Filling the need for trusted information on national health issues…

Trending on kff Open Enrollment Medicare Part D Medicaid Expansion

  • your selections
Clear Search

Filter Results

date

Topics

Tags

Content Type

  • results
Kaiser Health Tracking Poll: January 2016

Despite the ongoing debate between Republican lawmakers and President Obama on the future of the 2010 health care law, the January Kaiser Health Tracking Poll finds the Affordable Care Act (ACA) is only one of many issues that may impact voting decisions. While there has been recent focus on improving the value of health care, those with insurance under 65 years old largely say the health care services they receive are at least a good value for what they pay for them. Also, in the final days of the 2016 open enrollment period, many uninsured are largely disengaged from the health care system and opportunities for coverage, with large majorities being unaware of the date for the upcoming deadline to enroll or of the fine for not having health insurance in 2016.

The Burden of Medical Debt: Results from the Kaiser Family Foundation/New York Times Medical Bills Survey

To date, there has been little research providing a quantitative look at the causes of medical bill problems and the impacts they have on people’s families, their finances, and their access to health care. To fill this gap, the Kaiser Family Foundation and The New York Times conducted an in-depth survey with 1,204 adults ages 18-64 who report that they or someone in their household had problems paying or an inability to pay medical bills in the previous 12 months.

Kaiser Health Tracking Poll: December 2015

The ACA’s third open enrollment will come to a close at the end of January and the December Kaiser Health Tracking Poll finds that only 7 percent of the uninsured correctly identify this as the deadline to enroll in coverage. With Democratic presidential candidates debating the idea of Medicare-for-all, which involves creating a national health plan in which all Americans would get their insurance through an expanded version of the Medicare program, most Democrats like the idea, but very few say the issue will drive their votes in the 2016 elections. As the U.S. Senate voted to repeal the Affordable Care Act (ACA) earlier this month, more of the public views the health care law unfavorably than favorably (46 percent vs. 40 percent). In addition, the public remains divided over what Congress should do next with the law, with 35 percent supporting repeal, 14 percent supporting scaling back the law, 18 percent who say they would like to see it implemented as is, and 22 percent who say they want the law expanded.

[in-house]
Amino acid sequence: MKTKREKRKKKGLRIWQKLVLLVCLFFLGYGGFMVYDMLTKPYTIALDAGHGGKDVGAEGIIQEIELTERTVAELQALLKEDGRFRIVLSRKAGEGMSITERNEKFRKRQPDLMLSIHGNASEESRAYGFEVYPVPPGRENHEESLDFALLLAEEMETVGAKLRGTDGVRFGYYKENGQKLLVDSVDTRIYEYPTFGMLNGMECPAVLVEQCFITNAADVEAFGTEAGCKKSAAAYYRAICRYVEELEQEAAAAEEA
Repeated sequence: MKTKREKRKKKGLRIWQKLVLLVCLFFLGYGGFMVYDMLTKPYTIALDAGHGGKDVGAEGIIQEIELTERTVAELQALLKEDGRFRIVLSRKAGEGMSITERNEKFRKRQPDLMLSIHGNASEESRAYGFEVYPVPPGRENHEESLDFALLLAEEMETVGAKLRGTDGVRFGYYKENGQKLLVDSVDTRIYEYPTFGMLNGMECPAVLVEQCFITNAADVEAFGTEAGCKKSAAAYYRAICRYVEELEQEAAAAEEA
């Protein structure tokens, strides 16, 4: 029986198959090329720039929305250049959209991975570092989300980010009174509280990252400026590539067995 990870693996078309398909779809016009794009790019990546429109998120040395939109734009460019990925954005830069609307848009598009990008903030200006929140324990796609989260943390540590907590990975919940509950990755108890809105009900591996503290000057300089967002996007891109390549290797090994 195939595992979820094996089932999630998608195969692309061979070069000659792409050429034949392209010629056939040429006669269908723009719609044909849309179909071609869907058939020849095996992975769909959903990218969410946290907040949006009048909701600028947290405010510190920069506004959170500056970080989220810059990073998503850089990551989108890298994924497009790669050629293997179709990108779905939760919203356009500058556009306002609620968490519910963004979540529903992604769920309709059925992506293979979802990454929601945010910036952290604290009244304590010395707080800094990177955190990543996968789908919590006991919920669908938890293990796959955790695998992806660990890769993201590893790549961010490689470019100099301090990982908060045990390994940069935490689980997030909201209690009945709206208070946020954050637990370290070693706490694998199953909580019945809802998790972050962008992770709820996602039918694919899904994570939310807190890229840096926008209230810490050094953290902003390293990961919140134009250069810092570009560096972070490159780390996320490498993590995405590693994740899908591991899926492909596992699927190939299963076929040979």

What’s the Political Power of Those Newly Insured Under Obamacare?

  With 17 million people newly-insured since 2014, Drew Altman’s latest column for The Wall Street Journal’s Think Tank takes a look at whether they will make an impact in the first presidential election since Affordable Care Act enrollment began. All previous columns by Drew Altman are online.

Kaiser Health Tracking Poll: November 2015

As the problem of prescription painkiller abuse has captured greater attention from policymakers and the media, the November Kaiser Health Tracking Poll explores the public’s connection to and knowledge of the issue, as well as their views of how to address it. A surprising 56 percent of the public say they have some personal connection to the issue – either because they say they know someone who has taken a prescription painkiller that wasn’t prescribed to them, know someone who has been addicted, or know someone who has died from a prescription painkiller overdose. While views of the health care law have been narrowly divided for much of the year, this month more say they have an unfavorable view of the law than a favorable one. The poll also includes views of the uninsured during the third open enrollment period under the health care law.

The Connection Between Health Coverage and Income Security

Using data from a new Kaiser Family Foundation panel survey following the uninsured in California who gained coverage since 2010, Drew Altman’s latest column in The Wall Street Journal’s Think Tank shows how expanding health coverage and improving economic security for working Americans are connected even though they are often part…